A few weeks ago I was sitting on a curb in Venice Beach, drinking coffee and reading the paper on my iPhone, when a couple walked by, in the middle of an argument. Wearing a slinky dress from the night before, the woman yelled at what I assumed was her soon-to-be ex-flame: “Just because you’re tall and have a long cock doesn’t make you a man!”
We used to live in an XX/XY world, there was a binary code of conduct and boys didn’t cry about it. They also didn’t grow heirloom tomatoes, they didn’t covet raw, selvedge denim, they didn’t sculpt their abs and wax their pubes and they didn’t wear their hearts on their sleeves unless they were Purple and issued by the US Military. In 2012, things are a little softer.
She’s wrong, of course, anatomically speaking. On average, men are six inches taller than women and only one of us has a penis. Still, it was obvious that her dig went deeper than the epidermis. She was attempting to castrate his character, taking dead aim at his manliness.
“What’s that?” you ask.
I’m not exactly sure. No one is. Like obscenity, it’s subjective—you know it when you see it. From the primordial soup to powdered wigs to Propecia, the concept has always been in flux, dissected and re-defined by an ever-evolving audience of our peers. As a kid, I was always struck by that scene in The Godfather where Johnny Fontaine pleads with Don Corleone, begging for his help getting a role in a Hollywood picture: “Godfather, I don’t know what to do; I don’t know what to do.” After a beat, Don Corleone explodes, grabs him by the shoulders and attempts to shake some sense into him: “You can act like a man! What’s the matter with you? Is this how you turned out? A Hollywood finocchio that cries like a woman?”
A valid point, perhaps, but for a different era. The film was released 40 years ago, and it was a 1940s period piece—before feminism, before The Pill, before Gym-Tan-Laundry. For better or worse, it was an XX/XY world, there was a binary code of conduct and boys didn’t cry about it. They also didn’t grow heirloom tomatoes in their urban gardens, they didn’t covet raw, selvedge denim, they didn’t sculpt their abs and wax their pubes, and they didn’t wear their hearts on their sleeves unless they were Purple and issued by the US Military. In 2012, things are a little softer. The draft has been replaced by a more emotional call to arms. Now we’re expected to have the courage to be vulnerable.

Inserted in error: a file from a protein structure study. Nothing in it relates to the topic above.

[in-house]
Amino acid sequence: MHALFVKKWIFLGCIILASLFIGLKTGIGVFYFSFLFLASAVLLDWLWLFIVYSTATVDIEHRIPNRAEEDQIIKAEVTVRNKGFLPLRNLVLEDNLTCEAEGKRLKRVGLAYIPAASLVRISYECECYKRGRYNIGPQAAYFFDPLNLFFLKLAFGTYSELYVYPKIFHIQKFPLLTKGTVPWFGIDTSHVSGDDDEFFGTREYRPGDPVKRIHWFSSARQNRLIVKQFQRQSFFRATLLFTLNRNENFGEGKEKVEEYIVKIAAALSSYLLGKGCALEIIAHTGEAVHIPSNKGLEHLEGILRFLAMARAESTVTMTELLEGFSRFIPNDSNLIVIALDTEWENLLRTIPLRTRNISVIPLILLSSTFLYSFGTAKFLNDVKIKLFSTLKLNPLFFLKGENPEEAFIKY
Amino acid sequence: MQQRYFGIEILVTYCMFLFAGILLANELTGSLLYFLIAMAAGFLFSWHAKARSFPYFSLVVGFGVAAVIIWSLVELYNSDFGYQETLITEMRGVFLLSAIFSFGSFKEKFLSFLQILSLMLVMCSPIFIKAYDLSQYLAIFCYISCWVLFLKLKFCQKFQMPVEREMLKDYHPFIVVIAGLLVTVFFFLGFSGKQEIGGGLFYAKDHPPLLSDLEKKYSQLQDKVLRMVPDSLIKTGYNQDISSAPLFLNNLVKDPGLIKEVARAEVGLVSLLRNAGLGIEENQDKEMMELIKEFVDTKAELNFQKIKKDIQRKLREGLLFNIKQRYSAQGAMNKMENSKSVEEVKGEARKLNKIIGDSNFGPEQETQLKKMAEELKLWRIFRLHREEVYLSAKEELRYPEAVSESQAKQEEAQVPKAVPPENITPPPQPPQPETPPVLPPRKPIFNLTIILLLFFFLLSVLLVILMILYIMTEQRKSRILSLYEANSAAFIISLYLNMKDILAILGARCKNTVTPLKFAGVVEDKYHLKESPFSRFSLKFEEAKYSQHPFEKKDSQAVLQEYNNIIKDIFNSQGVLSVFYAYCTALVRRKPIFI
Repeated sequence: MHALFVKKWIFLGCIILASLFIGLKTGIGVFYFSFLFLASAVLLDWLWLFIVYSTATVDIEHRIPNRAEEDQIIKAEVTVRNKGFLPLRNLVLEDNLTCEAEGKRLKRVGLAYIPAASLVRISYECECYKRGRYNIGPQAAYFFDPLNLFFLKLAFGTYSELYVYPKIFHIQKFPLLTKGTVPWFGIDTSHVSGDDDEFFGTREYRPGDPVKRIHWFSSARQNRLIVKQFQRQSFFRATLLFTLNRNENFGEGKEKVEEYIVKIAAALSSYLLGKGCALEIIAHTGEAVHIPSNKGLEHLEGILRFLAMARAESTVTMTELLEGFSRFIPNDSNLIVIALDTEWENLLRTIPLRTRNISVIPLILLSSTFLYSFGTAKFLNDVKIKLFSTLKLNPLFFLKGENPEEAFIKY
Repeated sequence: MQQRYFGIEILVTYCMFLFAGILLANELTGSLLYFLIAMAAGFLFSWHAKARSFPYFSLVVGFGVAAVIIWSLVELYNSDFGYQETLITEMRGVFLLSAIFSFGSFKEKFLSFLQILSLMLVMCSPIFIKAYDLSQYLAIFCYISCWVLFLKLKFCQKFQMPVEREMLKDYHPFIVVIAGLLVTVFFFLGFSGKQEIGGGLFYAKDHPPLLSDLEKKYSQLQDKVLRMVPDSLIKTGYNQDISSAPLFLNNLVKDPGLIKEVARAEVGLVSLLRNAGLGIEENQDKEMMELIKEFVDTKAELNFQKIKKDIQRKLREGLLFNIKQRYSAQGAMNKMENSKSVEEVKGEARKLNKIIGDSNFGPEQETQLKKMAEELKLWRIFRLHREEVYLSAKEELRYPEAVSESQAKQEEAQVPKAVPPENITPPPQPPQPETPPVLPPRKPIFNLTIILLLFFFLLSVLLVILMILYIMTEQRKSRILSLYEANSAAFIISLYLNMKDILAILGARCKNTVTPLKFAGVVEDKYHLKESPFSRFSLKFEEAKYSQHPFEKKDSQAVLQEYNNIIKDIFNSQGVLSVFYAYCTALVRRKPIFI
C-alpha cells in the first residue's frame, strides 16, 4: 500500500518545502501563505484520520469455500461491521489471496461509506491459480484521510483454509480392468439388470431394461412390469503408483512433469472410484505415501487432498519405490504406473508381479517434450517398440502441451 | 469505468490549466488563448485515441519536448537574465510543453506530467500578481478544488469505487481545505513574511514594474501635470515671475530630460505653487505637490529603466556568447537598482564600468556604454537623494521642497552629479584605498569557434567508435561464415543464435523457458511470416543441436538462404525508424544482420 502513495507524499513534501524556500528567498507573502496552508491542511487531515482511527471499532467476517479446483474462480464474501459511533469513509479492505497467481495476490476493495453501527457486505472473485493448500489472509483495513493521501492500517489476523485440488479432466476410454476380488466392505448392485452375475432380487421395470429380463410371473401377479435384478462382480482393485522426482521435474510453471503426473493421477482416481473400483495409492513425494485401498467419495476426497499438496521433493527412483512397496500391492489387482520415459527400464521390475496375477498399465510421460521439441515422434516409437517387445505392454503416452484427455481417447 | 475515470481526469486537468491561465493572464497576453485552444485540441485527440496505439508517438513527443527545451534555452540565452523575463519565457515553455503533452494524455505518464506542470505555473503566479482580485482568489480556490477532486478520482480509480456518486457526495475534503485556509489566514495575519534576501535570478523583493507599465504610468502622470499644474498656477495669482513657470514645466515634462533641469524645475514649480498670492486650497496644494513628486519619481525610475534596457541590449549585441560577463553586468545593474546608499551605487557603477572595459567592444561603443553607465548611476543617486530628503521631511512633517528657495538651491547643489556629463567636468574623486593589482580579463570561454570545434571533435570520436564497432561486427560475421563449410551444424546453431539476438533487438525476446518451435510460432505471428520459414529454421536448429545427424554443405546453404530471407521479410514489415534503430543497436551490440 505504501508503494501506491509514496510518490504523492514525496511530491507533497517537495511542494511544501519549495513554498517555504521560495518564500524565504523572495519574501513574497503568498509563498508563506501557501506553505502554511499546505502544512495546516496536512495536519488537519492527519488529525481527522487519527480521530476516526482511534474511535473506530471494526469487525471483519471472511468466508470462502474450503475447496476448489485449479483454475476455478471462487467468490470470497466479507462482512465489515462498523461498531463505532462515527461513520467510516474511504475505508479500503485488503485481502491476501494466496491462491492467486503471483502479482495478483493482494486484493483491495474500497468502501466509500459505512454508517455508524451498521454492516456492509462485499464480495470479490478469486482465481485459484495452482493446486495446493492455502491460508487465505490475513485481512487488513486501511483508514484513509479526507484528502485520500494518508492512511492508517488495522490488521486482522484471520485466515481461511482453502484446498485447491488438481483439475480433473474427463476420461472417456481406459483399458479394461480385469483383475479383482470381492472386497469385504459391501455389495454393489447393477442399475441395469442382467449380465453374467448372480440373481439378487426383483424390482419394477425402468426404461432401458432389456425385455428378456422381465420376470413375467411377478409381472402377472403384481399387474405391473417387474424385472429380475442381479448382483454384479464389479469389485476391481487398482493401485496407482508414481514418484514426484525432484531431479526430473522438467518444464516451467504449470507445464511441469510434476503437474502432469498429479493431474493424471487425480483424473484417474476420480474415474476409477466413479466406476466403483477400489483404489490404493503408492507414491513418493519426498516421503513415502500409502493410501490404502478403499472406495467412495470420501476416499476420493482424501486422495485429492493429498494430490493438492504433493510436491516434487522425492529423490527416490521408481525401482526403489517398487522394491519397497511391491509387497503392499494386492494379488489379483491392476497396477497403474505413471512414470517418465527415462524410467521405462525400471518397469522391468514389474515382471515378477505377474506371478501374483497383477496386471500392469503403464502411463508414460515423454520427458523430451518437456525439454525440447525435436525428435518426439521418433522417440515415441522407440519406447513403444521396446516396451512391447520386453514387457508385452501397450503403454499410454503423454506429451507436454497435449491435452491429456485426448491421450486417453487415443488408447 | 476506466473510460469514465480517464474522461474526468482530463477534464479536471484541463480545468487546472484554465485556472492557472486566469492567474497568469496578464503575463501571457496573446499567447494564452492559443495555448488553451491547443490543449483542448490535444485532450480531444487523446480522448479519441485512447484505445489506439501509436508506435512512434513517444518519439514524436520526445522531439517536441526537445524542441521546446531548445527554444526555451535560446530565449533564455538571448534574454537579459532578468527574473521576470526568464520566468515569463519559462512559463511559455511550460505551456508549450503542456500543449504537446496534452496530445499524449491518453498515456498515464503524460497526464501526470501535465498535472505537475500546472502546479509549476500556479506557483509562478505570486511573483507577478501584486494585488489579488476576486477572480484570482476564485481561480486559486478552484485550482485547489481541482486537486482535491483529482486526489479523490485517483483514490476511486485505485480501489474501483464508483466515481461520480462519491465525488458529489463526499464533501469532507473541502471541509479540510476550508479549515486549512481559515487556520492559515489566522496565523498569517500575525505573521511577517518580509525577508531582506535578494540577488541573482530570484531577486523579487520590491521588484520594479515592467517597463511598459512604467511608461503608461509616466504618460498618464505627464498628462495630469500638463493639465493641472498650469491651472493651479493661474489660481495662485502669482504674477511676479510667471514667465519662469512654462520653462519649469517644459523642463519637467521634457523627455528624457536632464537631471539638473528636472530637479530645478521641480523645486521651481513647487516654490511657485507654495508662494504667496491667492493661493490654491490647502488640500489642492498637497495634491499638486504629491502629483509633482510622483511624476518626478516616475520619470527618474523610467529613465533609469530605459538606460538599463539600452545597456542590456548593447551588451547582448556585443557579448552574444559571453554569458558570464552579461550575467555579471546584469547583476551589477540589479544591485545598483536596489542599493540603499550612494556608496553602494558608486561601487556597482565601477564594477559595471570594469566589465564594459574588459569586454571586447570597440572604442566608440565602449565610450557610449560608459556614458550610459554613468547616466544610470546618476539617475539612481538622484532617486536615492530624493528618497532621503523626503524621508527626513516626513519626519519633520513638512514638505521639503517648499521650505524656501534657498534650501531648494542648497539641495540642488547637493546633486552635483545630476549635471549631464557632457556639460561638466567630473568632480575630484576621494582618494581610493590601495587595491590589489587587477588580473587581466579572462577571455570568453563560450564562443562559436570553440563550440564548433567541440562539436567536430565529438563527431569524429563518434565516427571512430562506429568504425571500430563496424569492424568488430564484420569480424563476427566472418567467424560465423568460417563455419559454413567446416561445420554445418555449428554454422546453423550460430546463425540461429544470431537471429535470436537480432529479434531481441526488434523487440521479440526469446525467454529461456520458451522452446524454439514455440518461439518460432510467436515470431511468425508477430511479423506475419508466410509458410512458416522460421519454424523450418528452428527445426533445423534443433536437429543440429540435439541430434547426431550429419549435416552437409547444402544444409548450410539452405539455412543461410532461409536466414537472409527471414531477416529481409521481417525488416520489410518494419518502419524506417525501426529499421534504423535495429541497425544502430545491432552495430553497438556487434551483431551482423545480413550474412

Don’t get me wrong, I’m happy to spend an afternoon listening to Dan Savage, eating a ripe Brandywine with some creamy burrata, a barrel-aged balsamic, and a sprinkle of fleur de sel. But feelings? Facials? Pilates? The code of conduct between men and women has never been more difficult to crack. What was once chivalrous can now come off as chauvinistic. One girl’s “sexy” is another girl’s “sexist.” And while face-to-face contact has been on the decline since the rise of Facebook, people seem touchier than ever.
So what does it mean to be a man in 2012?
Naturally, I turned to a modern, intelligent woman for answers. Born in the Midwest and now living in Los Angeles, she’s a 35-year-old divorcee—a head-turning single mother with her own business and a closet full of high heels and vintage dresses. We spoke over waffles and acai smoothies at her place, the morning after our first date.
I’m writing this piece about modern men, and I feel like we’re seeing two types: Metroman, with his skin products, his personal trainer, and his gluten-free diet. And on the other end of the spectrum, though no less contrived, is Old Timey Guy, someone who looks very “masculine,” he dresses like a stylish lumberjack, or a coal miner, with a big beard, suspenders, maybe he’s taking butchering classes.
Yes, I agree, and I find that to be super annoying. If I had to go on a date with Metroman or Old Timey Guy who makes his own cheese, I’d probably choose Metroman. At least he’s trying to improve himself, whereas Old Timey Guy is just trying so fucking hard, it’s irritating. I’d rather meet the real guy in the middle of America who happens to have dirty jeans from actual work. You know Old Timey Guy just rubbed a brick on them for half an hour. It’s embarrassing.
So what does it mean to be a man in 2012?
Guys are the new girls.
They’re creeping into our territory. They care about mid-century modern pottery, and gardening, and they don’t go to barbers anymore, they go to hairdressers.
Is it all so bad?
No, it’s not all bad. Some stuff is easier. I did a re-model of a house with the man I was living with, and he totally took charge.
He was more into design than you?
Yeah. And it became such an argument that I just said: ‘Do it all. If the drawer pulls are that important to you that we’re actually gonna break up over them, just pick them out.’
Have girls become the new guys?
In some ways, yeah. It used to be cute and funny if a girl couldn’t change a tire; now it’s pathetic.
What about sex. Are men more passive in bed these days?
No. They’re actually better. Because they’re more in tune.
So in becoming more like women, we now have a better understanding of what women want, and we’re better lovers because of it?
Yeah. The guys that I’ve dated that are into these more ‘feminine’ pursuits are actually much better in the bedroom. They take charge. That’s a hot mix.